• Sniff(). This allows you to 'eavesdrop' on messages being sent to another object.

When and how to send Messages

You might consider issuing messages of your own under the following circumstances:

  • When an event has taken place in your script and other objects might need to know about it.
  • When you want to make your object available to other scripts to allow them to call your methods directly.
  • When you need to issue instructions to another object to carry out a particular task and you know that the target object will be able to understand your message.
  • When you want your own script to take an action at some time in the future, or at regular intervals.

There are three routines you can use to issue messages:

  • SendMessage() dispatches the message immediately.
  • PostMessage() dispatches the message via the Router with a specified delay (which can be zero). The message will be executed on the next Router update after the delay has elapsed.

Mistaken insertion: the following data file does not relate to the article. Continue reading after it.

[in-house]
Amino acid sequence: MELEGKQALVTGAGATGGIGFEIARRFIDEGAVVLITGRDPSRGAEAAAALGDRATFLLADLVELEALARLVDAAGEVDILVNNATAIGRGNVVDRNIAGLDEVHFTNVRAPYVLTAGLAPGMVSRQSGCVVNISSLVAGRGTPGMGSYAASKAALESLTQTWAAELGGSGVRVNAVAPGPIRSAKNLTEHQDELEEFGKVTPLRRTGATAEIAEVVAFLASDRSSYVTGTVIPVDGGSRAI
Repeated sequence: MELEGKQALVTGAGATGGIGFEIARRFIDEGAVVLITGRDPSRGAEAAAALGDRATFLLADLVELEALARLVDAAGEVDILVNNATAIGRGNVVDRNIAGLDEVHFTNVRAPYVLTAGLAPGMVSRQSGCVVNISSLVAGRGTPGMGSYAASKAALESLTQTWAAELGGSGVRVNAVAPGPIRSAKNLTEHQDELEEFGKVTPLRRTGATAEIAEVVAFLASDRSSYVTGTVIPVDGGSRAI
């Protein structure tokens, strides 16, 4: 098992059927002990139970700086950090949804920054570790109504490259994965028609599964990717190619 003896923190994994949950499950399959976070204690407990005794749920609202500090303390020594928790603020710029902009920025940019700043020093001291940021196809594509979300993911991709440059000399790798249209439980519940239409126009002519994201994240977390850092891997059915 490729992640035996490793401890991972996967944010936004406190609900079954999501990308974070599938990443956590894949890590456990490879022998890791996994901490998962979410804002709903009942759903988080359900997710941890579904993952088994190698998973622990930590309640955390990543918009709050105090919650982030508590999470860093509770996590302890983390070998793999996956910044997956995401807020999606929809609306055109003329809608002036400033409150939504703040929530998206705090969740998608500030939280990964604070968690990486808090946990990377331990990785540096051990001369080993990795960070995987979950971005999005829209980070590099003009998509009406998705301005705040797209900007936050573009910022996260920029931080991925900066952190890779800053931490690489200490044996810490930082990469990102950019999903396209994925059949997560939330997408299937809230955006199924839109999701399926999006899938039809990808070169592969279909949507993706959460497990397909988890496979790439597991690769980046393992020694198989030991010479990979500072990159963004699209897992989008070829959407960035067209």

• Router.PostMessage() allows messages to be dispatched even if the object you are scripting doesn't have its own messaging capabilities.

If the message destination is entered as me (meaning the current object) the message will be sent to the object which owns the script. If the destination is null the message will be broadcast and therefore available to any object in the session. Message broadcasting is obsolete as of TRS19 however, and may result in script exceptions or silent failures (depending on the local players compatibility setting).

If you have a reference to the message target (or if you know its name or id) you should consider the following:

  • If you know which methods to use it might be more appropriate to call the other script directly.
  • You should always avoid broadcasting messages if it is possible to send them directly to the intended recipient.

Never Assume Anything

The messaging system contains many traps for the unwary. If you are working with a junction for instance you will receive an Object,Enter message whenever a train enters your object's trigger zone. It is not safe however to assume that a subsequent Object,Leave means that the train has crossed the junction and left on the other side. Any of the following would also produce Object,Leave: